Welcome back to the Great American Poker Trip. My name is Jack Laskey and I’m a co-host of the Just Hands Poker Podcast. My partner in podcasting and other degeneracy, Zach Resnick, and I started in Washington D.C. and have slowly made our way towards California on a poker-fueled road trip. Along the way I’ve been taking some time to reflect on the trip highlights and the poker scene across the United States. Last week we were in Vegas, and now we are in our ninth stop, California’s Coachella Valley.
The obvious poker destination heading west from Las Vegas is LA, and don’t worry, we’re getting there – that’s the final stop on our road trip. But for Zach, our friend Jon, and myself, a detour to play in a legendary game was necessary.
OK, “legendary” might be an overstatement. This game obviously doesn’t have the celebrities of a Molly’s Game or the nose-bleed stakes of Bobby’s Room (thankfully so, since we would have been out-priced and out-classed in either of those environments). Rather, the legend brewing at the Agua Caliente casino in Rancho Mirage, CA was that of a semi-private mid-stakes PLO/PLO8 game of the juiciest caliber.
Zach, as had others before him, stumbled upon this game by chance while attending his grandfather’s 90th birthday party about 10 minutes down the road. He checked the Bravo Poker Live app and saw a peculiar selection of games: a few $1/$2 NLH tables and one $5/$10 PLO/PLO8 table. Intrigued, he made the short journey and discovered something of an El Dorado for the mid-stakes pro.
This was the game any self-respecting PLO player would dream of. Loose players with deep pockets and strategic ignorance to match. Typically, many great games are formed around one or two whales. This was a game formed around one or two competent players with the whales making up the majority of the field. But poker, even great poker, is still a game of chance. Zach, in his one chance to fill his bag with this mythic gold, was robbed losing a $10k pot where he got his money in as a 5:1 favorite. Naturally, he was anxious to return, and Jon and I were eager to join him.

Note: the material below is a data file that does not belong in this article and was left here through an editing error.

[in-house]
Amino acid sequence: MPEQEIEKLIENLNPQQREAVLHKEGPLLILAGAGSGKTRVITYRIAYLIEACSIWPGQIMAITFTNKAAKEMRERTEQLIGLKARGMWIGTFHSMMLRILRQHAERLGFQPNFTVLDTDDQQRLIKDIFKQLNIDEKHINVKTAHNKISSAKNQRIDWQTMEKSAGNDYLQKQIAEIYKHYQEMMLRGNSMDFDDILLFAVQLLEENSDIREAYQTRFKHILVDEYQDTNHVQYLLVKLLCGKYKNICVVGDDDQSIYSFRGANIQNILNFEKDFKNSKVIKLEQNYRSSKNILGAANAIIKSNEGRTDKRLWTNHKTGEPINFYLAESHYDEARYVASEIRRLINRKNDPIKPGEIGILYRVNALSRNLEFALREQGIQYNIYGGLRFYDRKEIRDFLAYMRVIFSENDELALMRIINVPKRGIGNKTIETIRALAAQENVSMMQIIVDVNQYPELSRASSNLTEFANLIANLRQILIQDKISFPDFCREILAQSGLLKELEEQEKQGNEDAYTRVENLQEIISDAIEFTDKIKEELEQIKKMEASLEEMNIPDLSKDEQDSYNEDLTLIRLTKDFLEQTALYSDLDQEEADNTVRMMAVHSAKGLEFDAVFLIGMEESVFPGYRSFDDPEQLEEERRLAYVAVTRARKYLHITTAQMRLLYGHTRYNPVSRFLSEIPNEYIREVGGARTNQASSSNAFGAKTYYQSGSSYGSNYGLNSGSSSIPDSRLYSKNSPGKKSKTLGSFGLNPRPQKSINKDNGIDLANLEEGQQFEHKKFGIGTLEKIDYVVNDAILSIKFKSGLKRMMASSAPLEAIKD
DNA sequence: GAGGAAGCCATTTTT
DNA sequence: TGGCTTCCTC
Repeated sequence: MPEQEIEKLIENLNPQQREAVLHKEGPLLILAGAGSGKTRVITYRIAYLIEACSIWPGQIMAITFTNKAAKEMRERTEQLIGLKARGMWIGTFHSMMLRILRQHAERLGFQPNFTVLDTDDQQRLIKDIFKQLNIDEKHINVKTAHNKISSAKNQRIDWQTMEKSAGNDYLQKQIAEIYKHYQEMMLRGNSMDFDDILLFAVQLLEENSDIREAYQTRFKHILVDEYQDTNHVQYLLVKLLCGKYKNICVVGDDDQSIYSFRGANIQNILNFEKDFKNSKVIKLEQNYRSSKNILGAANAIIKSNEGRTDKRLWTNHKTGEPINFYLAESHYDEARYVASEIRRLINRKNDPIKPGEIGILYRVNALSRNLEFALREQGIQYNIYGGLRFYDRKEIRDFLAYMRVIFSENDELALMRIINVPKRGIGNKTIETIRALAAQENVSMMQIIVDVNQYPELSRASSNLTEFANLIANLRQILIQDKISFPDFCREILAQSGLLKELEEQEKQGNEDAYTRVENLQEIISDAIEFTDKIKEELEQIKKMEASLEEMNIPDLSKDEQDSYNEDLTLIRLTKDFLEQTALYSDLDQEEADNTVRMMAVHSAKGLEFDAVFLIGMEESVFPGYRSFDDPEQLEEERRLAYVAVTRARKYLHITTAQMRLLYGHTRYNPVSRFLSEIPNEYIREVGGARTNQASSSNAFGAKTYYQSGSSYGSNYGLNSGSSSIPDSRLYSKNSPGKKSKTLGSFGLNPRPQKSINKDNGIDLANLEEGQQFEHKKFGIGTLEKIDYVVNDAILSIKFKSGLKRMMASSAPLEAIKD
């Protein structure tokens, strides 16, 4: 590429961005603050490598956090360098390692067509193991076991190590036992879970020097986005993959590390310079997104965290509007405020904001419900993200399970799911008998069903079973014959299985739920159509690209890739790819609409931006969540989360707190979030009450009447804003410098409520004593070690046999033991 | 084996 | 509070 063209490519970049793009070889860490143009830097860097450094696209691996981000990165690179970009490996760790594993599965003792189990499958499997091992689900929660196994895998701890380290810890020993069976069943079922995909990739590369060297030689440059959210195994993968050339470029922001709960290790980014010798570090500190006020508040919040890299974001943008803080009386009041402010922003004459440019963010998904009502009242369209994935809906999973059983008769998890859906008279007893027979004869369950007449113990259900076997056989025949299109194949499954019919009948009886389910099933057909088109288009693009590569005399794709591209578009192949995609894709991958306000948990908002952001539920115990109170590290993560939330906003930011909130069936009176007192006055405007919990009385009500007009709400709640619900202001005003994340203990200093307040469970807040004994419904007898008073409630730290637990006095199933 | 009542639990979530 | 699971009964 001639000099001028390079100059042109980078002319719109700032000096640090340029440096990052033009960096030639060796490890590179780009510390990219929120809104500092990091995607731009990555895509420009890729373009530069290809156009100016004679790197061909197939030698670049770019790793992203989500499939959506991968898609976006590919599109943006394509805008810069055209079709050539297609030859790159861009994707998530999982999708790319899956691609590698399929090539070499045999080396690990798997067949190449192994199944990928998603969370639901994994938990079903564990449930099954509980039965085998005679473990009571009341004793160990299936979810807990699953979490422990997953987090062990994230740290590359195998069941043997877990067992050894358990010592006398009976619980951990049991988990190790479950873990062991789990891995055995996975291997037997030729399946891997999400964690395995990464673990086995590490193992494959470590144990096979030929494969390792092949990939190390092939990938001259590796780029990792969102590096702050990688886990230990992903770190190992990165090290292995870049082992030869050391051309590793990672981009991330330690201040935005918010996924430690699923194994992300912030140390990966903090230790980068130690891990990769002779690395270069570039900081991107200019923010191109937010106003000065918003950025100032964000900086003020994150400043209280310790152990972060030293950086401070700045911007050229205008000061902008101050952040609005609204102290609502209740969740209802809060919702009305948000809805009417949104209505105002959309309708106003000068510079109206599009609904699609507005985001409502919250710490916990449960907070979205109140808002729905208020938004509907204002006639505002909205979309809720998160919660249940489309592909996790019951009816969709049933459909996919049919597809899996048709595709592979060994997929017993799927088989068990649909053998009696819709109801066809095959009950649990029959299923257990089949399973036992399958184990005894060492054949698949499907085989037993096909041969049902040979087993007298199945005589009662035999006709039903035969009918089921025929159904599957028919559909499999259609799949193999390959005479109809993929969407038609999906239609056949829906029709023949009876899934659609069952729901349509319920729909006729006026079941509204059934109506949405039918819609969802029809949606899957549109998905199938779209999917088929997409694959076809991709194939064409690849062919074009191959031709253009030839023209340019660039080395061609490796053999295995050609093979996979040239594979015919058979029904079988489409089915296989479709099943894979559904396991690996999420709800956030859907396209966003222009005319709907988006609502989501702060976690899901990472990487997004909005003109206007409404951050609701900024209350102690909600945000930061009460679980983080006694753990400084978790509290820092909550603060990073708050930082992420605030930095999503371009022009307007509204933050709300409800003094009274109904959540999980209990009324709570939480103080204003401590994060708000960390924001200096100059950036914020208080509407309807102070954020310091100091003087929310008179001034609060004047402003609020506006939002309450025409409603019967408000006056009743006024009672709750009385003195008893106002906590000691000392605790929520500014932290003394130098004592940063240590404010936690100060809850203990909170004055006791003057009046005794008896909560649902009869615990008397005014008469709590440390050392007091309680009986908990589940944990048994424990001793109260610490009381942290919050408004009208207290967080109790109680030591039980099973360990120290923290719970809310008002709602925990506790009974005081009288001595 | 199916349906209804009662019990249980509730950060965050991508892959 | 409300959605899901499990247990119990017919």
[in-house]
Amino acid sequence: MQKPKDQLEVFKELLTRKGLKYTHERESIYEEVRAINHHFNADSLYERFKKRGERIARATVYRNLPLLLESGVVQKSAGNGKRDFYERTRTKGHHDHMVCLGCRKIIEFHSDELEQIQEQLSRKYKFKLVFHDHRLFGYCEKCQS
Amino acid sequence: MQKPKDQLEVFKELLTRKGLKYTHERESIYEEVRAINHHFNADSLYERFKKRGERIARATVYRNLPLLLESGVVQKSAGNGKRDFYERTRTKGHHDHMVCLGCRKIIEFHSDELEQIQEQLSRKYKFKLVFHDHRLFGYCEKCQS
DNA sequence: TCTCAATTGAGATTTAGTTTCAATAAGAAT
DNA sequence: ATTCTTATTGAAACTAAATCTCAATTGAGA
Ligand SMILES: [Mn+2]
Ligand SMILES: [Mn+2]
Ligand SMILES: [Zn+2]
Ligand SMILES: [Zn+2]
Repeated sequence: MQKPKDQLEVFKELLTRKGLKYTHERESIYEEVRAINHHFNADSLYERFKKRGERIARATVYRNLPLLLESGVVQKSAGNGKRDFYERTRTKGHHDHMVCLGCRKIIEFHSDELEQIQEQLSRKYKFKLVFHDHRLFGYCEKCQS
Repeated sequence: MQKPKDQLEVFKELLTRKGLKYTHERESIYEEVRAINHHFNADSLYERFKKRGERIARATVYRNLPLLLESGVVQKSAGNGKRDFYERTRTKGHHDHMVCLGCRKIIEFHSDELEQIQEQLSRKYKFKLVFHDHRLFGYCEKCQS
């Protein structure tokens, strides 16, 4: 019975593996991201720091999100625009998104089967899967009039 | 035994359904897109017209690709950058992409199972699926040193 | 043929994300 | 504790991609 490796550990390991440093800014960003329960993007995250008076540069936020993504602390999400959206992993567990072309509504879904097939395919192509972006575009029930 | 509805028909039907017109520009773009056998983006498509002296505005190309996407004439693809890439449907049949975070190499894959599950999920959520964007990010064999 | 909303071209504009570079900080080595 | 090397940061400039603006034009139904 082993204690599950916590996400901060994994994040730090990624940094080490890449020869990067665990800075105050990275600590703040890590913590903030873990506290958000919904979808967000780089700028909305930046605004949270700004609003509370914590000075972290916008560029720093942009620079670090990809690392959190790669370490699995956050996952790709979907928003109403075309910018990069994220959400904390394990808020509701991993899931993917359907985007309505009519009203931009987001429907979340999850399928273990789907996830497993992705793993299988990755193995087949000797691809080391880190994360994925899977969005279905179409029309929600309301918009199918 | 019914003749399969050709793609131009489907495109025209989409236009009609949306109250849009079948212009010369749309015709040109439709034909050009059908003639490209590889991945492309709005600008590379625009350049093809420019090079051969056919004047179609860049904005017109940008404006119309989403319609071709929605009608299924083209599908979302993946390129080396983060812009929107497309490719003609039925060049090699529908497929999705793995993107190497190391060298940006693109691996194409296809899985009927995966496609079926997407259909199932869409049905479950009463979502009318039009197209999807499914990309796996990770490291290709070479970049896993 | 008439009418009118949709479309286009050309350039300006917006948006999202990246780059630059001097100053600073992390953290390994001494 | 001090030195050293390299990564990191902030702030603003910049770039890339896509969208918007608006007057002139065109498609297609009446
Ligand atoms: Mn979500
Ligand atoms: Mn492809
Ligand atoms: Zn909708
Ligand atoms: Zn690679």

Along our road trip, we prepared for the game, studying PLO and PLO8 during long car rides through the South. We called friends, coaches, and anyone else we could think of to add to our already substantial edge. Worryingly, however, the game was rarely appearing on Bravo, maybe once a week. Was our detour going to be worth it? After weeks on the road and long sessions in Vegas, we considered skipping the Agua Caliente altogether to head straight for LA where we’d have beautiful weather and lots of things to do outside of playing poker. Ultimately, Zach’s commitment to see his grandfather was the deciding factor.
After an initial trip to the casino, we concluded that the game that had brought us across the country would be running once during our three-day stay. We arrived ready to play as soon as the game popped up on Bravo, but found a full game. We placed our names on this list and sat at a $1/$2 table to bide our time. The $1/$2 felt like an extremely sharp contrast to the promise of great action on the horizon. Adding to the strange feeling of sitting in this $1/$2 game were the chips. For whatever reason, the largest chip in play at these tables was a brown $2 chip. My $200 max buy-in was given to me as a full rack of brown chips. It was quite discomforting in the interim, but eventually seats opened up, first for Zach and then for myself, and it became clear that we had been delivered to the promised land.
The browns were turned to reds ($5 chips), greens ($25 chips), blacks ($100 chips) and purples ($500 chips) and the retired $1/$2 squatters were turned into delirious gamblers frenzied by the amount of money on the table. Moods swung violently as chips flew across the table, turning great friends into bitter adversaries and back again. Zach and I sat back, somewhat apart from the rest of the tumult, simply accumulating what we could along the way. A game of this nature promotes tight play as an effective counter-strategy, thus much of one’s time is dedicated to observation and taking notes.